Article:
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Overcoming Dental Phobia: Tips to Help You Get Through Your Trip to the Dentist

Overcoming Dental Phobia: Tips to Help You Get Through Your Trip to the Dentist

Overcoming Dental Phobia: Tips to help you get through your trip to the dentist.

As COVID-19 restrictions ease, dental services are able to conduct checkups and procedures again - meaning you have one less excuse for delaying your next dental visit!

Not many people do enjoy going to the dentist, but for hundreds of thousands of Australians, of all ages, dental phobia or dental anxiety is a crippling fear. Unfortunately this fear drives many away from regular dental checkups which can have serious ramifications not only for dental health but also your overall well being. 

In not maintaining a healthy mouth, you can develop gum disease and unhealthy teeth, resulting in an inability to chew and digest food, as well as a range of other health issues. Without healthy gums and teeth, your speech can be affected as well. Poor mouth hygiene can also lead to bad breath or discoloured teeth which may lead to self confidence issues. 

Oral hygiene is hugely important so it’s equally as important that you’re able to manage your fear/phobia/anxiety of visiting the dentist. Here are some tips and strategies to help you:
 

Dental fear can be overcome.

The first thing you can do is accept the fact your dental phobia exists, and that it’s very common and nothing to be ashamed of. From there you need to understand that your dental fear is a learned behaviour and therefore can be unlearned.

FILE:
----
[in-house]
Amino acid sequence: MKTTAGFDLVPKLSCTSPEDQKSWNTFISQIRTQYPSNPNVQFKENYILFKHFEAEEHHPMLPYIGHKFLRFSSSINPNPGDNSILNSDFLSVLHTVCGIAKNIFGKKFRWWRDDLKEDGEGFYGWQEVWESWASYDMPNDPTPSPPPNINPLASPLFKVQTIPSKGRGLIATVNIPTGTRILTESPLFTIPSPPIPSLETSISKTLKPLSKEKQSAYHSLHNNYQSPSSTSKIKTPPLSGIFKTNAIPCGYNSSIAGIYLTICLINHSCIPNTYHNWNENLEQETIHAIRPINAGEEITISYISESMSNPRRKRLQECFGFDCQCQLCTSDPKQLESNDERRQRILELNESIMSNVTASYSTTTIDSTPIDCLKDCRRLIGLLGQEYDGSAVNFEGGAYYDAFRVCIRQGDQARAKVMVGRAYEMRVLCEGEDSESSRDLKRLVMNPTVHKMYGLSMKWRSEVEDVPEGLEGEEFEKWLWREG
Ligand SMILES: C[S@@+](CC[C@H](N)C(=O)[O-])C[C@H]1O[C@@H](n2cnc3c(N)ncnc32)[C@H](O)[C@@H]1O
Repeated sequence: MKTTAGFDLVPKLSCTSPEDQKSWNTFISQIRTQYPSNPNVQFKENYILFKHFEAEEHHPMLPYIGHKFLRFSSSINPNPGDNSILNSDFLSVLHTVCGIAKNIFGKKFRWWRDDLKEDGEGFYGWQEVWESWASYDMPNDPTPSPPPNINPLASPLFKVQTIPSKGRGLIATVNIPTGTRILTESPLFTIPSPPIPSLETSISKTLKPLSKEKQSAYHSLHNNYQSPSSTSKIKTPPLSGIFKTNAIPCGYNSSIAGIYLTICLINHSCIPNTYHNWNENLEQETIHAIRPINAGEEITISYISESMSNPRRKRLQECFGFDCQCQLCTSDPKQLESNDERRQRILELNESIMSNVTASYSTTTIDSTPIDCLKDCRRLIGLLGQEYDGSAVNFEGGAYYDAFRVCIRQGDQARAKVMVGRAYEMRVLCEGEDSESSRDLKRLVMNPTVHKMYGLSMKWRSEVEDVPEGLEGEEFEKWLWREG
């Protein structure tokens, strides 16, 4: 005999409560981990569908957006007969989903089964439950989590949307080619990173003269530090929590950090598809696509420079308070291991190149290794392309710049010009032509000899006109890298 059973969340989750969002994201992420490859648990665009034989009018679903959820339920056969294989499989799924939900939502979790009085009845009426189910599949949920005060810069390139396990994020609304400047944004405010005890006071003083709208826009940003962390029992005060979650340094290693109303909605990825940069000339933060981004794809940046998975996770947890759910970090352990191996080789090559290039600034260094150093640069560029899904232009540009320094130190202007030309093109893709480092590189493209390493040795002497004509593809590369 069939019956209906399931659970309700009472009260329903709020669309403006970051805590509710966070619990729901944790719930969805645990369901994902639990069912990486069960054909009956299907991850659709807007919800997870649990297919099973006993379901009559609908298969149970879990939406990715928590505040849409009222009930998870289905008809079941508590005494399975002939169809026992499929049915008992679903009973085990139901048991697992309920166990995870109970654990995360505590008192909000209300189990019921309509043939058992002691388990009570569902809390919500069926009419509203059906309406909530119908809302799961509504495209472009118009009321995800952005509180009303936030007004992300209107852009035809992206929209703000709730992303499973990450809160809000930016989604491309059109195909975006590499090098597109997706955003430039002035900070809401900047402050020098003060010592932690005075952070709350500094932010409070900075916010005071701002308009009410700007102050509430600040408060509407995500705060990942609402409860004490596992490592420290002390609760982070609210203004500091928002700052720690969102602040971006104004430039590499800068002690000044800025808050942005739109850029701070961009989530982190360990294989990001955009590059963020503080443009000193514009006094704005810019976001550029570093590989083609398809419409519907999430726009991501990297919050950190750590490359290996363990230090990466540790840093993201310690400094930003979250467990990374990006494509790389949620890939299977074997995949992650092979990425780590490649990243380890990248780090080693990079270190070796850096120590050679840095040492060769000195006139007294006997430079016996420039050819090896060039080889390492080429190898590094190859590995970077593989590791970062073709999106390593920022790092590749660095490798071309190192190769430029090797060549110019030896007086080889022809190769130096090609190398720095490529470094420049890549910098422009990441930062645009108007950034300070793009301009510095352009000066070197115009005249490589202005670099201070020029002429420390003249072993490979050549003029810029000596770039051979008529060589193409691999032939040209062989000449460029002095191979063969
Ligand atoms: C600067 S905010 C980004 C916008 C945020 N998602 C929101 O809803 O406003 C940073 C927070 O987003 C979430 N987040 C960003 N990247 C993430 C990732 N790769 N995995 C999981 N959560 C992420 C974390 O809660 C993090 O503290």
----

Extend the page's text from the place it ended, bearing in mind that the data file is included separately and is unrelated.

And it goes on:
Find the right dentist and staff for you. 

You must be comfortable in expressing any concerns or fears you may have, to help you understand they see you as a whole person and not just a set of teeth. In today’s age with such advances in dentistry combined with a compassionate dental team, your visit can be truly painless. 

 

Educate yourself on dental procedures.

Build your knowledge to alleviate fear of the unknown. Speak to your dentist and get them to fully clarify any procedures, and answer any questions you have - if you’re uncertain and need an answer - ask! You can also do your own research through reading books, brochures, and websites. Another great idea is to read dental blogs where people openly talk about their positive experiences going through similar procedures. It’s worth keeping in mind that you should also have input into treatment decisions and choices. 


 

Communicate with your dentist

You should never compromise the level of communication that you deem necessary to give you a sense of control over your situation in the dental practice. If you’re unsure of how much treatment you think you can tolerate at first, it’s best to be upfront and honest with your dentist. In doing this you’ll build confidence in yourself and your dentist which will allow for longer appointments, meaning more work can be accomplished in a single sitting. 

Once in the appointment, depending on the procedure you may not be able to physically talk as you usually would, so you may want to chat with your dentist and develop a signalling system. If things are getting too much, you want to rinse your mouth, or anything else, you could simply raise your hand to let them know and you can both take a short break and reassess the situation if needed.